Sikhs around the world are joining together to plant one million trees as a means of helping the planet and honoring the founder of their religion.

The Million Tree Project is being orchestrated by the Washington DC-based environmental group EcoSikh. Since the project was launched last month, thousands of saplings have already been planted across Australia, the UK, Kenya, the US, and India.

Sikh volunteers are working with environmental specialists in order to collectively plant 1,820 forests around the world. Each forest is set to contain several hundred shrubs and trees, all of which will be made up of species that are native to the area.

Since the majority of the Sikh population lives in Punjab, every single village in the Indian state has committed to planting their own forest of 550 trees.

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The Million Tree Project is expected to be finished in time for the 550th birthday of Sikhism’s founder Guru Nanak in November.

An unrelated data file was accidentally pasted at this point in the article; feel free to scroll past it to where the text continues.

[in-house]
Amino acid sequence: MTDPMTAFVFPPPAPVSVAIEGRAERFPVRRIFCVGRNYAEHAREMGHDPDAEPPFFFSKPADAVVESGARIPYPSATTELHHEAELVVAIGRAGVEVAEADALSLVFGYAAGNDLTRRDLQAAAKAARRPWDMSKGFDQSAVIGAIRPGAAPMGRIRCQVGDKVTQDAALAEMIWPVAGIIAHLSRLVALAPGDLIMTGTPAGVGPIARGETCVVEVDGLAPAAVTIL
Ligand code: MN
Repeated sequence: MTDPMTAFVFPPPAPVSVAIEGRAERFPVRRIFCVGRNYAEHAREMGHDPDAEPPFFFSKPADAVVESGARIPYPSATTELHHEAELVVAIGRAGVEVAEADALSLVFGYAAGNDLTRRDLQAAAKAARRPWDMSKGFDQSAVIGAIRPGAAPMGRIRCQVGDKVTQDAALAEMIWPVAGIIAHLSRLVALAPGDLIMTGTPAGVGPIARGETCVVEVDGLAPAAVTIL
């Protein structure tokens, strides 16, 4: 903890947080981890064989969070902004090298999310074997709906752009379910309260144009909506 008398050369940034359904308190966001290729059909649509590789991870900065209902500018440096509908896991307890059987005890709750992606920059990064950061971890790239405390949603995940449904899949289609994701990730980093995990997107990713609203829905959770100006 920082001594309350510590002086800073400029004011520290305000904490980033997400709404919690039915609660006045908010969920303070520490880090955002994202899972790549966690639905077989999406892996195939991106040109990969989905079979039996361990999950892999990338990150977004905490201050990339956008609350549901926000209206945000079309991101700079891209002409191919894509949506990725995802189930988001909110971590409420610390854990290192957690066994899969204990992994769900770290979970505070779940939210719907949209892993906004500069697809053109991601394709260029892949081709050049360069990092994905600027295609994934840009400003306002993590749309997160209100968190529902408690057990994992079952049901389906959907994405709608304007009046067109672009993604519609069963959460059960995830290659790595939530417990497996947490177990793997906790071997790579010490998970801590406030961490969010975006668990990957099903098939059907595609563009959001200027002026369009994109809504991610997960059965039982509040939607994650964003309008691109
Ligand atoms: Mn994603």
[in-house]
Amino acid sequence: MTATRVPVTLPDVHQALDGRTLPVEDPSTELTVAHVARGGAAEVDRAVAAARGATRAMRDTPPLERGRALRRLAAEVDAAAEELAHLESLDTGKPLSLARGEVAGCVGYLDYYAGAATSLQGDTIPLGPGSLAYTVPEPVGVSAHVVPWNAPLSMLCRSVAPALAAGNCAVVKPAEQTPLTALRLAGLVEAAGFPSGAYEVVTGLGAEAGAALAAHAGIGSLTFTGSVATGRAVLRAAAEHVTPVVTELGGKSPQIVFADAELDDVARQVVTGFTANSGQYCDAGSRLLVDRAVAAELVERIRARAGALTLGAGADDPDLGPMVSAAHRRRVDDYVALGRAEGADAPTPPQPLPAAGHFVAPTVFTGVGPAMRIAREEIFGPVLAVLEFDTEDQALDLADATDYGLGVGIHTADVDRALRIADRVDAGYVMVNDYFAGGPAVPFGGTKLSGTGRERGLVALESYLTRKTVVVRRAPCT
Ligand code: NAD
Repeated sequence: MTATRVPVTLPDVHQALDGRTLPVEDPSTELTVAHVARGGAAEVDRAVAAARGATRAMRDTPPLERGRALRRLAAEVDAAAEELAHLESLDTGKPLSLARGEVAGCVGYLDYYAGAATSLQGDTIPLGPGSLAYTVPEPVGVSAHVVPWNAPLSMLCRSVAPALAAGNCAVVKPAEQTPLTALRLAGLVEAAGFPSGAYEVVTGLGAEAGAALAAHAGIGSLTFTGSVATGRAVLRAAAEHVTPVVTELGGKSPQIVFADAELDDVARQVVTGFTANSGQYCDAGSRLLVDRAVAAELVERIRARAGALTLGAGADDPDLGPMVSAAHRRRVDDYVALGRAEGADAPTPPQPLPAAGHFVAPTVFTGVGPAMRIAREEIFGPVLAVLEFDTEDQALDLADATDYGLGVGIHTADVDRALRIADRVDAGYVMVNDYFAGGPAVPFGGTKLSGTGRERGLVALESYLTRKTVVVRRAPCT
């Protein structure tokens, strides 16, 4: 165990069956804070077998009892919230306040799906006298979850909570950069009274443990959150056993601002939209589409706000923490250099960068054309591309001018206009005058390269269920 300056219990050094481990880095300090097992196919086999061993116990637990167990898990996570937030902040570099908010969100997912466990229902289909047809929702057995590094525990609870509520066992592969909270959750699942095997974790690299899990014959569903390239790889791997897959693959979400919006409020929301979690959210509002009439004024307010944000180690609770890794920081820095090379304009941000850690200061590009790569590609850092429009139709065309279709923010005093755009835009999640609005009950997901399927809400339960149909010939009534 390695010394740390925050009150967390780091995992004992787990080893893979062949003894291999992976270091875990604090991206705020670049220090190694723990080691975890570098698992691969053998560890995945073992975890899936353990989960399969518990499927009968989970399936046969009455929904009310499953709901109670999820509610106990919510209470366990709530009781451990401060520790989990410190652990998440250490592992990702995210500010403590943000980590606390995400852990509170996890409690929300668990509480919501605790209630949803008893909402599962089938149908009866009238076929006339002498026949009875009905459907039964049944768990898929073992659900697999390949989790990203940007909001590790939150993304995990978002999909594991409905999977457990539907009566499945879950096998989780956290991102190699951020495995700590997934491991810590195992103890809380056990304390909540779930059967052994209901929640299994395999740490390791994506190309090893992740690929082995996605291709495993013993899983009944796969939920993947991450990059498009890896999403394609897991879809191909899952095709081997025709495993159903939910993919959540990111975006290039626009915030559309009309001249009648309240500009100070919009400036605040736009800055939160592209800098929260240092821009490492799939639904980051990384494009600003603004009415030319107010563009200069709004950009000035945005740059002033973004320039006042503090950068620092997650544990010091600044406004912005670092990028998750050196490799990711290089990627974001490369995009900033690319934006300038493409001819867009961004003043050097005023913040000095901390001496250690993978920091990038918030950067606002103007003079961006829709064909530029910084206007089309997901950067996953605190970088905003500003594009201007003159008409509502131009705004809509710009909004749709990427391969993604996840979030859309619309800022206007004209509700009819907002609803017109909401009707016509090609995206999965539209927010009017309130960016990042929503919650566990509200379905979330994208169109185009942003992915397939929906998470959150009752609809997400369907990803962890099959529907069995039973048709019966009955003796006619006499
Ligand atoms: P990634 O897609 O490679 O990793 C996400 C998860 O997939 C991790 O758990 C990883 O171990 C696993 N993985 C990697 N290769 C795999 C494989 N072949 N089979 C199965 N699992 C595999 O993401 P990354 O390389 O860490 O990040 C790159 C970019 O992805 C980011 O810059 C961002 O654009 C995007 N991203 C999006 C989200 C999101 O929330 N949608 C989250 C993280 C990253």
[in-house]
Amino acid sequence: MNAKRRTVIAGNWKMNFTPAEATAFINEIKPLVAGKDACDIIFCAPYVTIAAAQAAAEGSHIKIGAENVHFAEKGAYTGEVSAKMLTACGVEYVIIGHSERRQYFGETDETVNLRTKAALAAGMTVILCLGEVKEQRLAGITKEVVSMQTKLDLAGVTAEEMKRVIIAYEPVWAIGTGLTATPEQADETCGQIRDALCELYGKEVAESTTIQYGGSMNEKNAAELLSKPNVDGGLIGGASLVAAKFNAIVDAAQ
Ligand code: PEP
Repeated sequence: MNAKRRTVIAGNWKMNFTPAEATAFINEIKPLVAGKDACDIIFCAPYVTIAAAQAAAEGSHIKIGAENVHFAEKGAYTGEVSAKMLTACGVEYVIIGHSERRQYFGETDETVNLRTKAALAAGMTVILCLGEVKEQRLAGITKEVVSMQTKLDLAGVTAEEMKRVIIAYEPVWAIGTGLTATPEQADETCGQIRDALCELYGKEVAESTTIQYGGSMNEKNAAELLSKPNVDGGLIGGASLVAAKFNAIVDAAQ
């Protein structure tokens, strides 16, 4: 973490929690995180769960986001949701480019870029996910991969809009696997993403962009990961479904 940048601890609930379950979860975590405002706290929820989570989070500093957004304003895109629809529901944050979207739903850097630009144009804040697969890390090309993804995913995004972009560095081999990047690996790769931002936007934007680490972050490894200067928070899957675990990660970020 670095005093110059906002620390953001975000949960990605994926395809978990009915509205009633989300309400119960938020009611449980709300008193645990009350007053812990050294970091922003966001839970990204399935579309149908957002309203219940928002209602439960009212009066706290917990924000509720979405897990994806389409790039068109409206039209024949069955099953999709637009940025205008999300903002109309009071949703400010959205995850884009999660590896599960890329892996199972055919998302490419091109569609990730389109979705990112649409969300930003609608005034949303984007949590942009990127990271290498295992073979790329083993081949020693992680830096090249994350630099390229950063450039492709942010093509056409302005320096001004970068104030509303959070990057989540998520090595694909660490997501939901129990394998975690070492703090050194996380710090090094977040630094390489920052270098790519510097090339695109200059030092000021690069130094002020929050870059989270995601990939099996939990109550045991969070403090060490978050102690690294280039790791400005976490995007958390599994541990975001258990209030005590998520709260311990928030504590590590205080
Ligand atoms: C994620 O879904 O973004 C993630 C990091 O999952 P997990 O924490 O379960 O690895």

Rajwant Singh, the president of EcoSikh, told The Guardian: “Guru Nanak was a nature lover. [He] had talked about nature as a manifestation of God and many of his writings talk about how we need to learn lessons of life from nature.”

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He now hopes that the project will inspire his fellow Sikhs to reconnect with the planet and motivate youngsters to get involved in protecting the planet.

Plant Some Positivity By Sharing The Good News To Social MediaPhoto by the Sikh Union Coventry

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